Sunday, September 23, 2007

Look Who's Gamblin'...

Well it should not come as a total surprise to anybody paying attention for the last eight months that Governor Deval Patrick came out in support of legalized gambling in Massachusetts. Rather than stare down the legislature over excesses in the budget to fund his programs, which still largely remain vague and hard to decipher, he chose the supposed free money path. He believes that the state will yield $400 million from casinos in Massachusetts.

Now it is important to note that opposition to gambling casinos in Massachusetts is not entirely a moral issue or even social ills issue. For some it certainly is that. During a press conference at his home in January, Mayor Charles Ryan reiterated his opposition to gambling largely on these grounds. Thankfully, it is incredibly unlikely that the casino would be built any closer than Palmer anyway.

Another shocker was Mayoral hopeful Domenic Sarno's endorsement of the governor's plan, citing the improved revenue. However, Sarno, like the governor fails to fully grasp the impact of casinos.

Let's start with the moral/social issues. Casinos are a classic form of indirect regressive taxing. The lower and middle classes make up the bulk of gamblers. Unlike the state lottery, the government can have difficulty regulating the return to gamblers. In addition, while the lottery is designed ostensibly to make the state money, the house, if you will, is not a for-profit agency. In addition, it is not legal to go into debt to buy lottery tickets (there are ways around it, but its cumbersome). Casinos regularly open up "accounts" of "money" with which people can gamble. Moreover, in a time of foreclosures and skyrocketing tuition, is this the best way we can be encouraging our citizens to spend? Plus, the income gleaned from the casinos will inevitably be diverted to help pay for the increased social services necessary to serve compulsive gamblers and their families.

Before everybody gets all "But it works in Atlantic City, Las Vegas, and Connecticut!" it is important to note the differences. Both Las Vegas and Atlantic City were built upon the gaming industry and in that vein have very different cultures as to how the gaming industry interacts with the population. In Vegas for example, the tourist and the locals do not typically gamble in the same place. Even so, the vice and social malaise associated with compulsive gamblers remains prevalent. Atlantic City despite not being a major population center, as Las Vegas is, exhibits this only yards away from the boardwalk.

Foxwoods and Mohegan, too, are different. Neither is located in a major population center in Connecticut. There is no Mass Transit to these places and millions of people are not only a few minutes drive away. The proposed casinos in Massachusetts, particularly the Boston Metro area one will be easily accessible very likely by both T and highway. Detroit is the only major US city without a previous gaming history (excluding New Orleans due to Hurricane Katrina) with gambling in its immediate midst. Detroit's decision to allow gambling was unfortunately made under extreme financial duress. Its was far greater than Massachusetts' is now. The social impact of the casinos in Detroit is not yet fully known and Philadelphia, Pittsburgh, and Bethlehem, PA are also planning gambling establishments slated for 2008.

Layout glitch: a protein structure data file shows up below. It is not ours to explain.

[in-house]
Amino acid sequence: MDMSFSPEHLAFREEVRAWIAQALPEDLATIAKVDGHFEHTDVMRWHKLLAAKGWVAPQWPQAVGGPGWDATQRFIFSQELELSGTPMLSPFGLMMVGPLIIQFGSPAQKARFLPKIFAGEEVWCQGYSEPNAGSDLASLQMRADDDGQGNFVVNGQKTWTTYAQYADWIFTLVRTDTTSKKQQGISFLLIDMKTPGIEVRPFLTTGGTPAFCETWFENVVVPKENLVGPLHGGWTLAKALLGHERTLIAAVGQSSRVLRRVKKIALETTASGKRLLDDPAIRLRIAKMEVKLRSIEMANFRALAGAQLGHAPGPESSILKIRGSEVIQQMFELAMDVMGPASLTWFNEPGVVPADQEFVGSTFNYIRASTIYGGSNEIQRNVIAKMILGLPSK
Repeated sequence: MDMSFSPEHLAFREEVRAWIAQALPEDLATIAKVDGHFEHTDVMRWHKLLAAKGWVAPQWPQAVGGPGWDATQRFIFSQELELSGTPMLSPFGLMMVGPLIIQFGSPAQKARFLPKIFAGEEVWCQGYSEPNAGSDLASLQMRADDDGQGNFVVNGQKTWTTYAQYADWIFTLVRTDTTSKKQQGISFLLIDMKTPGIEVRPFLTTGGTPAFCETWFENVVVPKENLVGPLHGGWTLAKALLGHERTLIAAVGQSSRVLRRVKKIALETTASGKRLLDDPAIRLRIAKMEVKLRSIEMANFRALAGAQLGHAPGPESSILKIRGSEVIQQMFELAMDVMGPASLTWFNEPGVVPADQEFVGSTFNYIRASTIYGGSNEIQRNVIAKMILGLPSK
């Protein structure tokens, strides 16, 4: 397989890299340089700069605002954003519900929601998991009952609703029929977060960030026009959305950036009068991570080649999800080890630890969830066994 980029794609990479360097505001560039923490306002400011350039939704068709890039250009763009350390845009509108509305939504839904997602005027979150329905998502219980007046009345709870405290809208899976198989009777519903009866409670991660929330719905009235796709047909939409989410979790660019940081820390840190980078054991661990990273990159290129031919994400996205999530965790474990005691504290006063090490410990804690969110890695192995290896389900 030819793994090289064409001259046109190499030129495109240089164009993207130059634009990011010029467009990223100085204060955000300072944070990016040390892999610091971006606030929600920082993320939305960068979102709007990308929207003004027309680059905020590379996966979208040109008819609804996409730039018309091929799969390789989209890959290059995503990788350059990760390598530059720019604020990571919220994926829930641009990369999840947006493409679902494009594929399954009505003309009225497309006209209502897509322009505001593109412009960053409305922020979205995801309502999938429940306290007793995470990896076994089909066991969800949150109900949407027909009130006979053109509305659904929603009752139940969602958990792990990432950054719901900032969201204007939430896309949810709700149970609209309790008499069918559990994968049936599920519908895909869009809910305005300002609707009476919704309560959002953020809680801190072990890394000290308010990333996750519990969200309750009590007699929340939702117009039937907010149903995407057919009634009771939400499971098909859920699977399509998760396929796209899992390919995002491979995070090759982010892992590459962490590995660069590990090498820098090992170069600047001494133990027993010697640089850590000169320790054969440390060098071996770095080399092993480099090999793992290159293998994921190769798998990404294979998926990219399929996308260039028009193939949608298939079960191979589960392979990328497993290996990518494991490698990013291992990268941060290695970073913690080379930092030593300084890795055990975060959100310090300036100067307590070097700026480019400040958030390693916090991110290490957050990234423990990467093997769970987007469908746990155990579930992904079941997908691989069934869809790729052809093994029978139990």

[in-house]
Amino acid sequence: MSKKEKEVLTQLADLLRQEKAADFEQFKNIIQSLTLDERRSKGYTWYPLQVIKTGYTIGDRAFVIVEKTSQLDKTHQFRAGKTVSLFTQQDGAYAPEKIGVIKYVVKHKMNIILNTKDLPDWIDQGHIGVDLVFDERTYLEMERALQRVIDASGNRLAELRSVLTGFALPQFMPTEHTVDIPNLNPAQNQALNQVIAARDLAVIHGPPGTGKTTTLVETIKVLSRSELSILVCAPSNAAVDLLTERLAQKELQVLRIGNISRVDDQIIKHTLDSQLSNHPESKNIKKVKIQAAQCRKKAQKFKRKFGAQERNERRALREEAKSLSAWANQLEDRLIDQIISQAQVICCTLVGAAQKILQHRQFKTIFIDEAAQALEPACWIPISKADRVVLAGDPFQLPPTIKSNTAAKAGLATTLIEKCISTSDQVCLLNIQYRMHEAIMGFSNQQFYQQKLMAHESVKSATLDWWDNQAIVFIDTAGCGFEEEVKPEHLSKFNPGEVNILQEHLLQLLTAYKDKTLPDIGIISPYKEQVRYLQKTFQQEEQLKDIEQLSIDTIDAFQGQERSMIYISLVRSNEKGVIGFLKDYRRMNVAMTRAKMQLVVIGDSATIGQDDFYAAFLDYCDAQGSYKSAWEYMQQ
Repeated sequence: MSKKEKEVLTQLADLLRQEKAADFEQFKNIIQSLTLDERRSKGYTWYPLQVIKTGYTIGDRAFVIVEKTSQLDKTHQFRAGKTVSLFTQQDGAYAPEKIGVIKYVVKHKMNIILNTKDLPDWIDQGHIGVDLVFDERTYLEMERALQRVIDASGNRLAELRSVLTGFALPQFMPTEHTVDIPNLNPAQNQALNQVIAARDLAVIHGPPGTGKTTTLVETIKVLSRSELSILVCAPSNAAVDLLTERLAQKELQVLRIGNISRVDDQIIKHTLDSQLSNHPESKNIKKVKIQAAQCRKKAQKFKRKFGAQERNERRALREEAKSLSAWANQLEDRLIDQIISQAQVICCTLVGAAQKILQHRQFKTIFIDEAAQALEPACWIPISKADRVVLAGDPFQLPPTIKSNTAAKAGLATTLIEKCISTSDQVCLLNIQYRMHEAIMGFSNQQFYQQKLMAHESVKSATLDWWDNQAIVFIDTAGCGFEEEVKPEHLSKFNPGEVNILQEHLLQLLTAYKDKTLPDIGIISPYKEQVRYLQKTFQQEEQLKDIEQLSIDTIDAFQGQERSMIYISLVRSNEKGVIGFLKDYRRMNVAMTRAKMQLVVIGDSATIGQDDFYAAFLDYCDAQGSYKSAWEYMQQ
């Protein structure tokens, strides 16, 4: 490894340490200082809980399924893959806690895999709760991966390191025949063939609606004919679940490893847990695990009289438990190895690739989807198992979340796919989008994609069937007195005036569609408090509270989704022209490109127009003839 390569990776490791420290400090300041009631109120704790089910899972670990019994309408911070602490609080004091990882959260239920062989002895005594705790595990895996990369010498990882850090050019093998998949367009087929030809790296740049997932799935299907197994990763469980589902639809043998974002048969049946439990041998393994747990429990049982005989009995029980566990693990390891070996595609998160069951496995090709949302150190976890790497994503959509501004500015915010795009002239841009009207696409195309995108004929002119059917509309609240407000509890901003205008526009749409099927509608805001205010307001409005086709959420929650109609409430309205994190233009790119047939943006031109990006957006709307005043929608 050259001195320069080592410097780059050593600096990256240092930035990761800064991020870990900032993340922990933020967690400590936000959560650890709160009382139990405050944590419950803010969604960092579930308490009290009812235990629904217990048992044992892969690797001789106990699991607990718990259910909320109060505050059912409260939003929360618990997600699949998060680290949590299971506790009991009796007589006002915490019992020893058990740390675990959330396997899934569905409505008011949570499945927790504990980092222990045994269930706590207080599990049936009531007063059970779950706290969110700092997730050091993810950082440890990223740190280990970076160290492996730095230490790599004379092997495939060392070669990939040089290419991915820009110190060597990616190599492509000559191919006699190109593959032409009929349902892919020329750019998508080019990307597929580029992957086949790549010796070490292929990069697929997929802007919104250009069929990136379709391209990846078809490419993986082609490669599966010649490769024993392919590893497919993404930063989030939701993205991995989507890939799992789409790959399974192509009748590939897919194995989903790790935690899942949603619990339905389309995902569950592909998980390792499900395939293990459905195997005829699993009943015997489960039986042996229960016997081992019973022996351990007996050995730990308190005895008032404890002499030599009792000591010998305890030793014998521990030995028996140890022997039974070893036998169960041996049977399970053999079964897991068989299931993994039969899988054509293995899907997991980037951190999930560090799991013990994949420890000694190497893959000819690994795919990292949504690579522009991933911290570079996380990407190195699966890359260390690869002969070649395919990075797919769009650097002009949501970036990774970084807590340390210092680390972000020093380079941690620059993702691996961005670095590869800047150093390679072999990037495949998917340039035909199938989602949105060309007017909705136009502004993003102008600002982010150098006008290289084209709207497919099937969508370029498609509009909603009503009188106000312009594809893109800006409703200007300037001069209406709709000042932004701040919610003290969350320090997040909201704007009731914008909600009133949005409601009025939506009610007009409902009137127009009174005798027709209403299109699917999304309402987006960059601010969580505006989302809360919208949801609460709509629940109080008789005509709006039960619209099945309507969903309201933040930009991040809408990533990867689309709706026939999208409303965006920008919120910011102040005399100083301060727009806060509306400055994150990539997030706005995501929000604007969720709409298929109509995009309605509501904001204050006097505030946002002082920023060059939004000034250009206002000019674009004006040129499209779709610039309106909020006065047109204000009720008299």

Finally, there is an opposition growing unlike the others. According to the Boston Globe, the Massachusetts Restaurant Association is mobilizing to oppose casinos. Reasonably fearing a threat from the new eateries and watering holes bound to pop up, the MRA hopes to portray casinos as only drawing business away from existing restaurants. The governor's estimate of $400 millions in revenue for the state includes ancillary income from restaurants, but fails, as the MRA notes, to take into account that some of that revenue is in fact being lost at restaurants not near casinos. The MRA also claims that some of the revenue may simply cease to exist as casinos are known to hand out free food and drinks to gamblers. That's money that both restaurateurs and the state will see simply evaporate!

Not surprisingly, Boston Mayor Tom Menino is behind the proposal. Ol' Mumbles Menino has been on a binge of bizarre and egotistical plans recently. First it was a mammoth office tower that goes more toward image than need. Then he wanted to move city hall into South Boston, neglecting the citizens who can't trace their lineage back to Boston's historic center of American-Hibernia (and in fact a great deal who can). Menino needs money to do these things so gambling revenues and a newly minted meals tax (which will hurt Boston as the 128 'burbs can already rival Boston's culinary edge) would be his meal ticket. No pun intended. So Menino will be able to sit in his South Boston office facing the casino at Suffolk Downs across the water with his back to his fellow citizens, who writhe in economic and social agony, while finding it difficult to register to vote. Bravisimo, Mr. Mayor.

This is hardly a done deal. Sen. President Therese Murray supports the governor's proposal albeit a bit tepidly. House Speaker Sal DiMasi is open to listening, but still opposing it on the record. The cynics say its only a matter of time (or money) before gambling comes to Massachusetts, but its far too early to place any bets on how this all pans out.

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